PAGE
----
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Software bugs cost £40bn a year

Software bugs are costing the US economy an estimated £40bn each year, with almost two-thirds of the cost being borne by end users and the remainder by developers and vendors, according to a new study for the US government.

Software faults could be costing the European Union, whose 15 member states have a combined gross domestic product (GDP) slightly less than the US GDP almost as much again.

The US study, by the National Institute of Standards and Technology (NIST), said that testing could reduce the cost of bugs by about a third but would not eliminate all software errors.

The findings were released in a 309-page study released this week. There are very few markets where "buyers are willing to accept products that they know are going to malfunction", said Gregory Tassey, the NIST senior economist who headed the study. "But software is at the extreme end, in terms of errors or bugs that are in the typical product when it is sold."

A product of 18 months of research that included extensive feedback from end users, the study examined the impact of buggy software in major industries - automotive, aerospace and financial services - and then extrapolated the results for the US economy.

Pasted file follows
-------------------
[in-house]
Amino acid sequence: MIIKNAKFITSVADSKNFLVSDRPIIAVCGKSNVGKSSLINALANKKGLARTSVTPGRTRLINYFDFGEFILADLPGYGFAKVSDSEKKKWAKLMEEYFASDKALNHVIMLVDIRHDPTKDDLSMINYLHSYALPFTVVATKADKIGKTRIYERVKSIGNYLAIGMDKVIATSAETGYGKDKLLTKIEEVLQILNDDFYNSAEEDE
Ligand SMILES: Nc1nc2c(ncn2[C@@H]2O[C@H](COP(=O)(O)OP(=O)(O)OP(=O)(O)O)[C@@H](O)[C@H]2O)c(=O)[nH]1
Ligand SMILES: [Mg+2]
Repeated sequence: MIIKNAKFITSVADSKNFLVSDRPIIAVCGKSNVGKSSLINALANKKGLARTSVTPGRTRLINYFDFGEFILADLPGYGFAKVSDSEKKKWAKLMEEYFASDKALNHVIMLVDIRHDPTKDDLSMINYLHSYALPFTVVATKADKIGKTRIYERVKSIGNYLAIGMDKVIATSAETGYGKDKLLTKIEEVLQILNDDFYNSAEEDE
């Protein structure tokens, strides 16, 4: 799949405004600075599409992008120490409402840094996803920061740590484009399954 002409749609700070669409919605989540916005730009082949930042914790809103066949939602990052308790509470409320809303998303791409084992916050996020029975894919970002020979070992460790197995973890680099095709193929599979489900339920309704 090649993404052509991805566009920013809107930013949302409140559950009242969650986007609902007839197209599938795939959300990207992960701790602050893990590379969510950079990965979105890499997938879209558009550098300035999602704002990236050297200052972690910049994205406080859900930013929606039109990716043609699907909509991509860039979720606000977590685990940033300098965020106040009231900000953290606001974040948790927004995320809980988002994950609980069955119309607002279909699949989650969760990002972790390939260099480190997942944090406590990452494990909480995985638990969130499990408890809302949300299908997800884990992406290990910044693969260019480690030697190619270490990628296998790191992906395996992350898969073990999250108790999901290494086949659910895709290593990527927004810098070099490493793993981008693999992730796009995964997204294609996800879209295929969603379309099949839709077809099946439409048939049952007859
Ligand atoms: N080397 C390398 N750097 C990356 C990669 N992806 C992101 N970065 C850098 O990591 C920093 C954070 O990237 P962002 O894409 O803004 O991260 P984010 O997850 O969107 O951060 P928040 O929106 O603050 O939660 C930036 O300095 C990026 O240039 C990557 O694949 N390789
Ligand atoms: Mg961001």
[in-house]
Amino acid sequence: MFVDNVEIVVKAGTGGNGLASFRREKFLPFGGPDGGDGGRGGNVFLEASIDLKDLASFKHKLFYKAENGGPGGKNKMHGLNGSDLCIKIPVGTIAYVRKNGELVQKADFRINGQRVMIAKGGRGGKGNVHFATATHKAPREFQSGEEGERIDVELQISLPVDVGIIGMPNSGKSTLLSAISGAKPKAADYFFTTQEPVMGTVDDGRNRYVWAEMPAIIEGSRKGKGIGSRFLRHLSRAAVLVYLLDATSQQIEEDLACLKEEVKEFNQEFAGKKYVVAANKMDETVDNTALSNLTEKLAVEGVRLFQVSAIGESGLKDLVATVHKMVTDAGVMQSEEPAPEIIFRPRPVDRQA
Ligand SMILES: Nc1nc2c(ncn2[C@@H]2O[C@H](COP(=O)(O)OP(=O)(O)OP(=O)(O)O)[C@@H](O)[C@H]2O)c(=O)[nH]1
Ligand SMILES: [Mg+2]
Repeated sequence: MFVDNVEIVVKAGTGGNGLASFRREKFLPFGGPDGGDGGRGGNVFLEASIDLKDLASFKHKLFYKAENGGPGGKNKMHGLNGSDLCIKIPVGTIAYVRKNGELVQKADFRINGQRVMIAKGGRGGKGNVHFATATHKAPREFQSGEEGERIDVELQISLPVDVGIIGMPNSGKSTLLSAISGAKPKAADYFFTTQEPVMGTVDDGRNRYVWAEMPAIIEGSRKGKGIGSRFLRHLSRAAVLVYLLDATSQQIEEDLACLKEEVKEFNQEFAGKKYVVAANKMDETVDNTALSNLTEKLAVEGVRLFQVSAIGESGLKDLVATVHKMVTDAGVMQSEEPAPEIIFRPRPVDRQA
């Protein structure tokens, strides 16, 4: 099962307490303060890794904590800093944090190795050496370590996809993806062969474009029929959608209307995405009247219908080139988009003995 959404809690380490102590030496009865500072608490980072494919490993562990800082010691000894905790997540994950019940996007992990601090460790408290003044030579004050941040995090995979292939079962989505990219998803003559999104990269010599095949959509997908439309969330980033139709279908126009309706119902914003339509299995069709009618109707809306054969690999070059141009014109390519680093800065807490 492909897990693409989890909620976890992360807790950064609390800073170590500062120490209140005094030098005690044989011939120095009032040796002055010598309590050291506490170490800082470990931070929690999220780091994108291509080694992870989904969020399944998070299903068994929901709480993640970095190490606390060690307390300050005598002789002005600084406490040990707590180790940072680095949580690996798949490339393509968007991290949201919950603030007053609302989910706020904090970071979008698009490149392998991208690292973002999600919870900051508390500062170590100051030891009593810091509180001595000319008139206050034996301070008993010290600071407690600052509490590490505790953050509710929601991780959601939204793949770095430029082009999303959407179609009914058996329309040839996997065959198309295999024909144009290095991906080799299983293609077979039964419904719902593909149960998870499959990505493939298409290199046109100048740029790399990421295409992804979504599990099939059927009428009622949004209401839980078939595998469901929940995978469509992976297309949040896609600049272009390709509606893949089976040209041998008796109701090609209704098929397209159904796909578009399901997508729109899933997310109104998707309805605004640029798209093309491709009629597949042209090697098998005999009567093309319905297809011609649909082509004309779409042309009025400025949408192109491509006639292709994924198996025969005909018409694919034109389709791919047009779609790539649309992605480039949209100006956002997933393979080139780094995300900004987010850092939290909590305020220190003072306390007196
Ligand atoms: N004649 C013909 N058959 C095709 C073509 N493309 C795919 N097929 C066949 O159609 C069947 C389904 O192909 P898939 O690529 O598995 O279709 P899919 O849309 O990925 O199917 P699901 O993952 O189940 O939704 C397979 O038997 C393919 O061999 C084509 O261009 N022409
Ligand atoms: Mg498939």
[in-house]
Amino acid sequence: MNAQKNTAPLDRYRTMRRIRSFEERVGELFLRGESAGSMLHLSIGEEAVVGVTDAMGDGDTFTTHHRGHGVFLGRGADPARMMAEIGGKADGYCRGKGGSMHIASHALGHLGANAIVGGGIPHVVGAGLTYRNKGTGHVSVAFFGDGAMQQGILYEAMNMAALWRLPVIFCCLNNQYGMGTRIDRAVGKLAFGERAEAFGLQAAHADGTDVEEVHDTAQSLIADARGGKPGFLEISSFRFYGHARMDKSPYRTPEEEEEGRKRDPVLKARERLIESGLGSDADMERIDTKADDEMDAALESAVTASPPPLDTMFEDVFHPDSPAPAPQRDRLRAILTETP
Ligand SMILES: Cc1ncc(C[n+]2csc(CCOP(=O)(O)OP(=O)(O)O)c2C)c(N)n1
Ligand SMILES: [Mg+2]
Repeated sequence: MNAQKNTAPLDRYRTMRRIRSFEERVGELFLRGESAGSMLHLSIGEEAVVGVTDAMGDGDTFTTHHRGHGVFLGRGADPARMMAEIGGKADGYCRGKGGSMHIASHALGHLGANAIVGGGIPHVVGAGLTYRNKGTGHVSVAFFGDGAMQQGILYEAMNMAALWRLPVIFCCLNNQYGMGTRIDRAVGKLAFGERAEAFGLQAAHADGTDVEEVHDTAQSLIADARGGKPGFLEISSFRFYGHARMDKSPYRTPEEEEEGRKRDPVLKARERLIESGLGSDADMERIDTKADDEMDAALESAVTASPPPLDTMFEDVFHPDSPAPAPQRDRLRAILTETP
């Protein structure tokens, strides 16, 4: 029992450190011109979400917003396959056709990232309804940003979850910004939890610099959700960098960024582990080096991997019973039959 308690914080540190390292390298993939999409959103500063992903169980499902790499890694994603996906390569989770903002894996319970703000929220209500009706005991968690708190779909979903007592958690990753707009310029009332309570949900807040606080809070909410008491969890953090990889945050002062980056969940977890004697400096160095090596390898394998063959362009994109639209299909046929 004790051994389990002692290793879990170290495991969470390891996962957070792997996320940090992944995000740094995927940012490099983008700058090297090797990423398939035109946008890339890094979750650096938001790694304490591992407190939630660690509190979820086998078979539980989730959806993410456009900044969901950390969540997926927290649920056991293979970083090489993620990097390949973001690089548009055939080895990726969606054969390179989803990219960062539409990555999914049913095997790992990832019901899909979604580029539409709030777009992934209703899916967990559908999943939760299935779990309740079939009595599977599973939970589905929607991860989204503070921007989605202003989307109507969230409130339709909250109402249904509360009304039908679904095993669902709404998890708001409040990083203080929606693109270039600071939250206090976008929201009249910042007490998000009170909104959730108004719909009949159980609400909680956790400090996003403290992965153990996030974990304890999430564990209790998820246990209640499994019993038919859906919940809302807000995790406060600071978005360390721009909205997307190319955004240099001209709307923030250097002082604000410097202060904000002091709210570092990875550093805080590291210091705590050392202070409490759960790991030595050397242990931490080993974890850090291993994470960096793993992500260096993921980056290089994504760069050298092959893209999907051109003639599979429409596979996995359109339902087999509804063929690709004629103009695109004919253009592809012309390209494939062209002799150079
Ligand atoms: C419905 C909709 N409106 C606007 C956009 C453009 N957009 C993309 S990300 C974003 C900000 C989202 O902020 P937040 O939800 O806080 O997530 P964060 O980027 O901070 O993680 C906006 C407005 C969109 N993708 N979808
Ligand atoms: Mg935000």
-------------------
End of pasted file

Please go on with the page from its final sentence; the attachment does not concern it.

One case study in the automotive and aerospace industries involved interviews with 10 software developers and 179 users of computer-aided design, manufacturing and engineering systems and product data management software.

It found that users of these software design tools spent significant resources responding to software errors. Approximately 60% of those surveyed said they had experienced "significant software errors" in the previous year. The total cost in these sectors from inadequate software testing was estimated to be £1.2bn.

Similar results were found in the financial services sector, where the total cost on financial services from inadequate software testing was estimated at £2.2bn.

"No one thinks you can get all the errors out of software," said Tassey. Vendors are under pressure to get products to market quickly, and there are diminishing returns on testing. The more effort you put into it, the fewer the bugs that are found.

"However, the general consensus seems to be [that] the existing state of the art with respect to testing is poor and can be sufficiently improved," he said.

The study called for the development of testing standards and said current testing tools were "still fairly primitive".

The study also said that standardised testing tools, scripts, reference data and metrics, among other things, "that have undergone a rigorous certification process would have a large impact on the inadequacies" now found.

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